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Central Banking or Nationalized Banks?

In the aftermath of the bubble burst in '08, Iceland took a radically different path than the United States after their financial crisis and nationalized the banks, threw some people responsible for the crash in jail and bailed out the homeowners instead of worrying about only bailing out the banks. And now they're coming back and their economy is growing again... http://goo.gl/QuKGA

When the banks in Norway declined in 1992, the government simply nationalized them (instead of bailing them out leaving the tax payer to pay the bill) which gave the banking business a breather and was ultimately beneficial for its citizens, because the banking business returned to more traditional banking values, though it only was for a short period of time.

So, in terms of public prosperity is there any merit left to keep the current central banking system, with many private banks and one central bank, instead of nationalized banks?

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    Oct 29 2012: Is your question whether a country's central bank which controls money supply as well as the interest rates other banks pay should be government run or entirely privatized?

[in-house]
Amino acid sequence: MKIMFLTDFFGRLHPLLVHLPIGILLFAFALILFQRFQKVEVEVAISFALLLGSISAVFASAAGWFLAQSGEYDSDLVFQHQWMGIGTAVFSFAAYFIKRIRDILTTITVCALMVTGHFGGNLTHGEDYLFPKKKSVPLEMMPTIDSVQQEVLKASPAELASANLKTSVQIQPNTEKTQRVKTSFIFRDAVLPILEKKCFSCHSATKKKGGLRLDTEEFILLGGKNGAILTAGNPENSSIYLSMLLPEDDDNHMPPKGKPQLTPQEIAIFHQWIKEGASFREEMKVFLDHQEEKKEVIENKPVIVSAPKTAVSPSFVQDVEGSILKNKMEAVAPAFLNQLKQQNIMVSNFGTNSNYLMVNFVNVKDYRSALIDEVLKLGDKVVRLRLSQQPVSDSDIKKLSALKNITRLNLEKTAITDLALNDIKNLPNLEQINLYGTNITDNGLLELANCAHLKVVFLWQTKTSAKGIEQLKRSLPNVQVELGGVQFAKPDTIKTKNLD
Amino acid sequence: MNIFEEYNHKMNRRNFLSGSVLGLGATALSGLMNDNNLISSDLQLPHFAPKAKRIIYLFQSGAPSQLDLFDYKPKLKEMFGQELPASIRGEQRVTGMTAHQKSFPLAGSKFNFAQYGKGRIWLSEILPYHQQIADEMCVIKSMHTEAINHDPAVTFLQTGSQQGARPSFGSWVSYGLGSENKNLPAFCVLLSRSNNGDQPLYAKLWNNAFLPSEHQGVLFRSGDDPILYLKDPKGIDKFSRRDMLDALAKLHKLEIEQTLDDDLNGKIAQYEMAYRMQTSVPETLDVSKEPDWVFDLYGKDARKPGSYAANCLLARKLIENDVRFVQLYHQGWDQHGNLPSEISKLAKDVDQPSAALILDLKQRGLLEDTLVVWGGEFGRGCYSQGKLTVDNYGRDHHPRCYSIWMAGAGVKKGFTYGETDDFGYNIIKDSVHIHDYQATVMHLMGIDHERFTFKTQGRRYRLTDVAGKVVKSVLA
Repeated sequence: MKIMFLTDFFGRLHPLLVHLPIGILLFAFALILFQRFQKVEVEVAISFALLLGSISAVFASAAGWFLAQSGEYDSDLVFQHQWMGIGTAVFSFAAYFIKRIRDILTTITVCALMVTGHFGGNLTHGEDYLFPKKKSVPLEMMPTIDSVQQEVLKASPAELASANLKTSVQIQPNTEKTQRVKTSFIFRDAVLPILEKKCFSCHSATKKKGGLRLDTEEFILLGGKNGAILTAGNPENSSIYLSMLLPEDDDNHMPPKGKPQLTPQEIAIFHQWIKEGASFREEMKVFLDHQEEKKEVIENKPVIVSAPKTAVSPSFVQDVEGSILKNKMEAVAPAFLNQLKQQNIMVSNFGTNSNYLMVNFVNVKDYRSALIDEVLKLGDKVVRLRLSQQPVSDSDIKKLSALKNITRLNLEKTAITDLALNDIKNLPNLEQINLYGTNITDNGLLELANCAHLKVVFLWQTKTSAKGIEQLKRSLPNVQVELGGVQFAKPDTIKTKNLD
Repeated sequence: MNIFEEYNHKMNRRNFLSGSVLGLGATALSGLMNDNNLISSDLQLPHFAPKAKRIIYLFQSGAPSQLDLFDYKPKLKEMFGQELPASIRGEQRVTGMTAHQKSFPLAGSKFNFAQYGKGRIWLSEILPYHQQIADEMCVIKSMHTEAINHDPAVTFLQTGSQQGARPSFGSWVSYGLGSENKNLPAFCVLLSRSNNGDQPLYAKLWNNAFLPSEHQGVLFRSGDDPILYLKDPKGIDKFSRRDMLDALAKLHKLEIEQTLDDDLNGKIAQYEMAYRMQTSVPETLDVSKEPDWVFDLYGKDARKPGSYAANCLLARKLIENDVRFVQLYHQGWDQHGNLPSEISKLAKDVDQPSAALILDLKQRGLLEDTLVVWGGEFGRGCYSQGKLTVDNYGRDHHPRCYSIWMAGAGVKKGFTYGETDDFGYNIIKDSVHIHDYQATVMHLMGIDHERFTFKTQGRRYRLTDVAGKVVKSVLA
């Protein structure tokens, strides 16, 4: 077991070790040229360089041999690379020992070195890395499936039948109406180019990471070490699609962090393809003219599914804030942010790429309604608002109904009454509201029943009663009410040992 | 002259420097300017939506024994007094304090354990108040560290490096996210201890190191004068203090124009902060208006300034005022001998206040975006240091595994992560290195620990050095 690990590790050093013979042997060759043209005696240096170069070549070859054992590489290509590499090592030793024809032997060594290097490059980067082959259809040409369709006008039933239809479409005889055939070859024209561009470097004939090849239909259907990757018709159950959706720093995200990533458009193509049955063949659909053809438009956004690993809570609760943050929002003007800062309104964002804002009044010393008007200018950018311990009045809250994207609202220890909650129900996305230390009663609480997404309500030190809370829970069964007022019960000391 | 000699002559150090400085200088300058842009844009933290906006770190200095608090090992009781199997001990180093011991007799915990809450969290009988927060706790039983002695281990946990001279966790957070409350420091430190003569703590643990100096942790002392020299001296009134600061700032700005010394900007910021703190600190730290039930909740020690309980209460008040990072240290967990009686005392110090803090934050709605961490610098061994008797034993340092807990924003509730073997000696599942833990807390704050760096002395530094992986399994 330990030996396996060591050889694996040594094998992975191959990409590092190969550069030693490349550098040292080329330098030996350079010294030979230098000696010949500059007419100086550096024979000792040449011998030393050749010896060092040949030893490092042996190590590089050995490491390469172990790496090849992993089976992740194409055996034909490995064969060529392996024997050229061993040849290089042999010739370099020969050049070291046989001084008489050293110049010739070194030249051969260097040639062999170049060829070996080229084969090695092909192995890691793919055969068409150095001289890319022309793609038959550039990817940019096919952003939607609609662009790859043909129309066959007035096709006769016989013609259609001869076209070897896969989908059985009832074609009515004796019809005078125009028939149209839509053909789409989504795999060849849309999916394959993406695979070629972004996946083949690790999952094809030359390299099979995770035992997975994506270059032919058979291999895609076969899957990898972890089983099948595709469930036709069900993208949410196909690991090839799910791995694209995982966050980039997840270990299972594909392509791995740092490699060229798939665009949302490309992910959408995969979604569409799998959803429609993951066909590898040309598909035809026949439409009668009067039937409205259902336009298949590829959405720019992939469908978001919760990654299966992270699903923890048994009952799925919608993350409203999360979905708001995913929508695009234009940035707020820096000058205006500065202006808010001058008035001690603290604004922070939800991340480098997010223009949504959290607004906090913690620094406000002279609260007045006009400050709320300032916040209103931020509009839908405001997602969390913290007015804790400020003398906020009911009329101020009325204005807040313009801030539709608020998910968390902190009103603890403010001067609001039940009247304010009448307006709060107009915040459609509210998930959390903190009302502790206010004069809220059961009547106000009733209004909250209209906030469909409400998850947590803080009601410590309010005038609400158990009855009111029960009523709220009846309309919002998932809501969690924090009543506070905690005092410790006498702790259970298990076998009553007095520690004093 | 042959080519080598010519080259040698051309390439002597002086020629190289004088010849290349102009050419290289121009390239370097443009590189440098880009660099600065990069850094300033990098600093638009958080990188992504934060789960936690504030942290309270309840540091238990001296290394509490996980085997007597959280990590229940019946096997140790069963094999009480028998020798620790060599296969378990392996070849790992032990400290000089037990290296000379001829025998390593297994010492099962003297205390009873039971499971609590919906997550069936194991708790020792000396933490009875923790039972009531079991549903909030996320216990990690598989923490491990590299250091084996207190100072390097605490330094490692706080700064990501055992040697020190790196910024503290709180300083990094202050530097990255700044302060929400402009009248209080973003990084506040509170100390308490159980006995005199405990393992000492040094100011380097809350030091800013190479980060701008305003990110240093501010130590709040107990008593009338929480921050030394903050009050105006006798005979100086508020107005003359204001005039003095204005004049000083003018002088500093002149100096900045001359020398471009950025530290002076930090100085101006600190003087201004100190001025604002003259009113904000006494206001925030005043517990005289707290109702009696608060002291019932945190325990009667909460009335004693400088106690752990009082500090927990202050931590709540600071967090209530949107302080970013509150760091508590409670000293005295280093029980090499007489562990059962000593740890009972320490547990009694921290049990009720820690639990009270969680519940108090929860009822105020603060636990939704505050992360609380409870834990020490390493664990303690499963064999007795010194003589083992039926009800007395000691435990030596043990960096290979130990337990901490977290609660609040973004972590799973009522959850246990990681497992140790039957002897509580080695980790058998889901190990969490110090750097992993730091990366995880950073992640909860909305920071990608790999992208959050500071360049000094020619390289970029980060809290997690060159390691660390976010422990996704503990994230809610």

• Oct 29 2012: I believe that what he asks is which would be the better of these two systems:

      1) the current central banking system with many private banks and one central bank per country

      2) a system with only nationalized banks
      • Oct 30 2012: This is exactly what I mean. Thank you for articulating it for me, John. Please forgive me while I shamelessly steal your comment including it in my description!
      • Nov 1 2012: Why not a mixture? I belong to a City Credit Union. It's not government run, and its not Private. It's similiar to an electric coop. Seems like the best of both worlds..
        • Nov 10 2012: Is it owned by the municipality or the is it just a credit union (owned by members) with the word "City" glued to it? In the former case it's government run (a municipality is a government), in the latter case it's privately run.

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